The Gain of the Christian Conqueror
Romans 8:35-39
Who shall separate us from the love of Christ? shall tribulation, or distress, or persecution, or famine, or nakedness, or peril…

To be simply a conqueror is barely to overcome an enemy — to be more than conqueror is to derive absolute gain from the contest. Those Roman Christians were engaged in a struggle so severe that it would often seem doubtful to them whether they could be conquerors at all. They saw corruption reigning unbridled in power, and regal in success, while they were subject to hunger, nakedness, and peril. It is a difficult thing to maintain firm belief in a truth when all circumstances seem to oppose it, and proclaim it untrue. And still more, their danger through the deepening hatred of the populace must have tempted them, daily, to save themselves by denying their Lord. Amid the long, hard struggle they would doubtless think it a great achievement if they could only hold fast till the close, and barely overcoming, enter heaven. Paul tells them they would do more. That phrase, "more than conquerors," etc., was a power to nerve those Roman men to stand fast in the evil day, until death found them steadfast still. But although the peculiar energy of the troubles of that day must have clothed these words with marvellous force, they still present a truth which every Christian needs to learn. For every man has his own temptation to overcome, and his own battle to fight, which no other can fight for him. But, if we conquer, it is better for us to have fought a hard fight, than to have been without one; our struggles become our possessions, crowning us with glory. Our subject becomes — the gain of the Christian conqueror.

I. ITS NATURE. "More than conqueror's." But at the outset we must guard against a perversion of the truth. It is not true to say that by every struggle a man becomes better than if he had had no struggle, for if he allow himself consciously to slide into sin and then afterwards resist it, he is not nobler for that resistance than if he had not sinned at all. It has been said that a man's sins are aids to progress, because by falling under temptation and then overcoming it he is stronger than if he had never fallen. We are told that "young men must be young men"; that by a few outbursts of wild immoral life at first, they give vent to the fierce impulses of evil — which must come forth — and then settle down into a calmer and stronger manhood. Now, every form of that doctrine which makes sin a culture is false, and utterly different from Paul's assertion. Every temptation that conquers us blinds that fine spiritual preception by which we distinguish the right from the wrong. Every sin leaves a ghastly scar on the immortal soul that impedes it from soaring upwards to God. Paul is speaking of temptations resisted; and he affirms that he who conquers thus is greater than if he had never been tried. Let us proceed now to see how this is so — "Through Him that loved us."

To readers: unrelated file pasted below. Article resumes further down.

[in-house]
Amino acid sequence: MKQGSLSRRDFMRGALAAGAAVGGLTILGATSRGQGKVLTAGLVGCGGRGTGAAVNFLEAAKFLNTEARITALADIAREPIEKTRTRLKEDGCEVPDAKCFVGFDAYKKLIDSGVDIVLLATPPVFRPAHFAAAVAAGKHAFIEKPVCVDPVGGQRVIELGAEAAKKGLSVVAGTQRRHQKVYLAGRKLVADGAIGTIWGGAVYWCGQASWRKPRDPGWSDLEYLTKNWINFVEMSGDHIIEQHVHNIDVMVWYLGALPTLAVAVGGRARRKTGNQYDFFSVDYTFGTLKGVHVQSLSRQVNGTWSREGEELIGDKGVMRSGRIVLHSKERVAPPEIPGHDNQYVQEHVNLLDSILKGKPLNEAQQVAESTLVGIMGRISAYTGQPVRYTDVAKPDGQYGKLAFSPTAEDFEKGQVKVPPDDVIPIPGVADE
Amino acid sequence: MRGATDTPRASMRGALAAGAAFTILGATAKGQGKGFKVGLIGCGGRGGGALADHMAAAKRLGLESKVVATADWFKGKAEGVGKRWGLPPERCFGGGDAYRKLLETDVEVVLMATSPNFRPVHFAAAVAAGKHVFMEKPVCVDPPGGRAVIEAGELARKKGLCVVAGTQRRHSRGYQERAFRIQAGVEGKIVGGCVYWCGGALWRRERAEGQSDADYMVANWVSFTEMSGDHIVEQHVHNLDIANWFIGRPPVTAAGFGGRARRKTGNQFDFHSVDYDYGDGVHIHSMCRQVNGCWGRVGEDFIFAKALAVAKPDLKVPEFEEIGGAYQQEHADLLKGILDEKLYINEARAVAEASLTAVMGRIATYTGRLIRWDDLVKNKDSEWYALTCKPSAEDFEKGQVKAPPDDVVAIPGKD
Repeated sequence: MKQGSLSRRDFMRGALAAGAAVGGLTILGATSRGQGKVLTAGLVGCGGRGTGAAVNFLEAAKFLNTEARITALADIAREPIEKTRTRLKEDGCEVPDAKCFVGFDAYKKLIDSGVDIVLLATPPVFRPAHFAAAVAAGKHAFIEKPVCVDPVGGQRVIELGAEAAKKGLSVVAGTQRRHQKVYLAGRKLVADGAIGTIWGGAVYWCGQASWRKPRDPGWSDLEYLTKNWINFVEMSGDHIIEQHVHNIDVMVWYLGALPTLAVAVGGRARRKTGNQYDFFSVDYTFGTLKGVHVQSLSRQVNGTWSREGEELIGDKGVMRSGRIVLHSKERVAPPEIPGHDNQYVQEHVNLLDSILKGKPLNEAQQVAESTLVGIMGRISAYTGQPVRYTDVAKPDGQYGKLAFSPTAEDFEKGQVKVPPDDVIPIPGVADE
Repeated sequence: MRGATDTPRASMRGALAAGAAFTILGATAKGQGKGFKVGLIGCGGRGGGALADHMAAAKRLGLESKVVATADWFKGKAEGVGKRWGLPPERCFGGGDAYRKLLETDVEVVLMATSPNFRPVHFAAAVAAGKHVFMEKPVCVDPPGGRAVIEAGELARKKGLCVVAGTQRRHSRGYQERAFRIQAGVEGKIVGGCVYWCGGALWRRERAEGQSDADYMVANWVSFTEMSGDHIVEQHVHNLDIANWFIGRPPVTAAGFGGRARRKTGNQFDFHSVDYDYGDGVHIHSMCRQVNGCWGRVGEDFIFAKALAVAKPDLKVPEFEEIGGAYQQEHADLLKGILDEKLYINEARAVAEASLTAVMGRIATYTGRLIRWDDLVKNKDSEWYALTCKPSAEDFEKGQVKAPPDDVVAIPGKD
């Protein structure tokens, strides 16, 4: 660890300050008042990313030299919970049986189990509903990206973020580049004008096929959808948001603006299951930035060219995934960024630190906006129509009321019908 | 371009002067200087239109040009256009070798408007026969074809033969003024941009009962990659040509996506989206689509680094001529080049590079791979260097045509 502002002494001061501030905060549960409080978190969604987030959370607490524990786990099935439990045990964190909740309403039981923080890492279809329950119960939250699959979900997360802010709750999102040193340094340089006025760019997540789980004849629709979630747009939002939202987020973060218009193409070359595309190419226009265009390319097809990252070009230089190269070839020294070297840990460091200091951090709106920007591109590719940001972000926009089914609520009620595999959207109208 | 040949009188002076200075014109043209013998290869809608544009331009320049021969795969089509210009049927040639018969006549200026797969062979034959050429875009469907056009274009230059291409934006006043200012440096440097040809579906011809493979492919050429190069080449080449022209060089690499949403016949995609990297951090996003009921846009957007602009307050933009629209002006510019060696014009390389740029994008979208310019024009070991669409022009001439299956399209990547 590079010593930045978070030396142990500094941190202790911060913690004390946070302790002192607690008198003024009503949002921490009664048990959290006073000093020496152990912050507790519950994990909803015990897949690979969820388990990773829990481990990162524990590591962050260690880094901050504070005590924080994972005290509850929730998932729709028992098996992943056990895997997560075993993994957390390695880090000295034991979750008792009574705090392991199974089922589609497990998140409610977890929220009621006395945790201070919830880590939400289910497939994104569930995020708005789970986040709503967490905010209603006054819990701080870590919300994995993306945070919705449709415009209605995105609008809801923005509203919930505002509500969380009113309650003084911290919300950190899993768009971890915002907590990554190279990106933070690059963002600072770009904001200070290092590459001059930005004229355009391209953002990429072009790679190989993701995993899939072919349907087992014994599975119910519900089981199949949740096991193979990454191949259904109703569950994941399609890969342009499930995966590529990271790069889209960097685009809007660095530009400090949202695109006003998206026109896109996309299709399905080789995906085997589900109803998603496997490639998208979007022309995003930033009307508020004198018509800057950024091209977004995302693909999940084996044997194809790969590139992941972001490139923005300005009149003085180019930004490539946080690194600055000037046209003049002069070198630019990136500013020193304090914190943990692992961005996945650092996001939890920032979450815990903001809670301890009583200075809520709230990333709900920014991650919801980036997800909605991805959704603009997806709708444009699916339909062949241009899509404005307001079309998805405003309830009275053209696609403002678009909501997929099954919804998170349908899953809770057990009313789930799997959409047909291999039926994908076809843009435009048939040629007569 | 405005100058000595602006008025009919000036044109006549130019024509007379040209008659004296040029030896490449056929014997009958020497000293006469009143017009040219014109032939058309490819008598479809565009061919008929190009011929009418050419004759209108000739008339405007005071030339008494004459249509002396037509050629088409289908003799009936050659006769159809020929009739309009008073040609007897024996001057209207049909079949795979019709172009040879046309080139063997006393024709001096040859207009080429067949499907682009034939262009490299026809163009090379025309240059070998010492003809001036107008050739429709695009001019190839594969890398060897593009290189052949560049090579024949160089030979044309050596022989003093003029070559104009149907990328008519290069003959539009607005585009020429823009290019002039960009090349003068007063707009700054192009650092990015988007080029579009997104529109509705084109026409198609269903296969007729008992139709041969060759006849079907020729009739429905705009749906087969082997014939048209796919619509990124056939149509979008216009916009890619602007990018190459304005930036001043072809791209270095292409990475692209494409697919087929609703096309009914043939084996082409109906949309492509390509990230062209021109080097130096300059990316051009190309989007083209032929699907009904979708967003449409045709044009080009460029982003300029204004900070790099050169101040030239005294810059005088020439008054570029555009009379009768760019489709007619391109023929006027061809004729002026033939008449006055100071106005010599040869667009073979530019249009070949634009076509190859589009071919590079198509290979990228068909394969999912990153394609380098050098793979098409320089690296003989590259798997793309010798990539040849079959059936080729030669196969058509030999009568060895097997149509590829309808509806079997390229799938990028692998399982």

1. Every conquered temptation deepens our love to Christ, and thus we are more than conquerors. We come here on the track of that great law, that the trial of principle is its true strengthening. Just as the virtue that stands temptation becomes stronger than the frail thing that has never been tested, so the love of Christ ripens to its manhood through temptations, and therefore our temptations become our possessions, and we are more than conquerors .... But to show this clearly, note that all great emotions render impediments aids to their own growth. Passion catches fire by antagonisms. Men speak of the power of circumstances to hinder a Christian life; of course they have a power, but it is none the less true that a strong love makes the most adverse circumstances the grandest aid to its own progress. Thus, the man of passionate temperament wrestles down the fiery impulse of a great passion, and when the battle-storm is over, he finds in his heart a deep, calm love, which renders the next conquest easier — therefore he is "more than conqueror." The lonely student in his chamber fights through the midnight hours with a subtle doubt which is driving him to unbelief, but when the victory is won, his faith is all the deeper for the struggle, and that struggle is henceforth a possession, rendering him "more than conqueror."

2. The love of Christ to us is a pledge that our conquests will become our gains. Paul evidently had this thought when he said, "Who is he that condemneth? It is Christ that died," etc. The living Christ is watching the temptation, and He will take care that its issue is a greater glory than that which could have come from a life of perpetual repose. We may see, in fact, how this is so. Temptations enlarge our capacity of sympathy with the Saviour. In conflict, under slander, in sorrow, we get nearer to the Christ of the wilderness, the judgment-hall, and the garden; and that deeper sympathy is its own great reward God will open hereafter the marvellous book of the human soul, and show how each struggle left its eternal inscription of glory there.

II. ITS ATTAINMENT. How shall we know that we are becoming "more than conquerors"? When the love of Christ is —

1. The strongest power in life.

2. A progressive power.

(E. L. Hull, B.A.)

Parallel Verses
KJV: Who shall separate us from the love of Christ? shall tribulation, or distress, or persecution, or famine, or nakedness, or peril, or sword?

WEB: Who shall separate us from the love of Christ? Could oppression, or anguish, or persecution, or famine, or nakedness, or peril, or sword?

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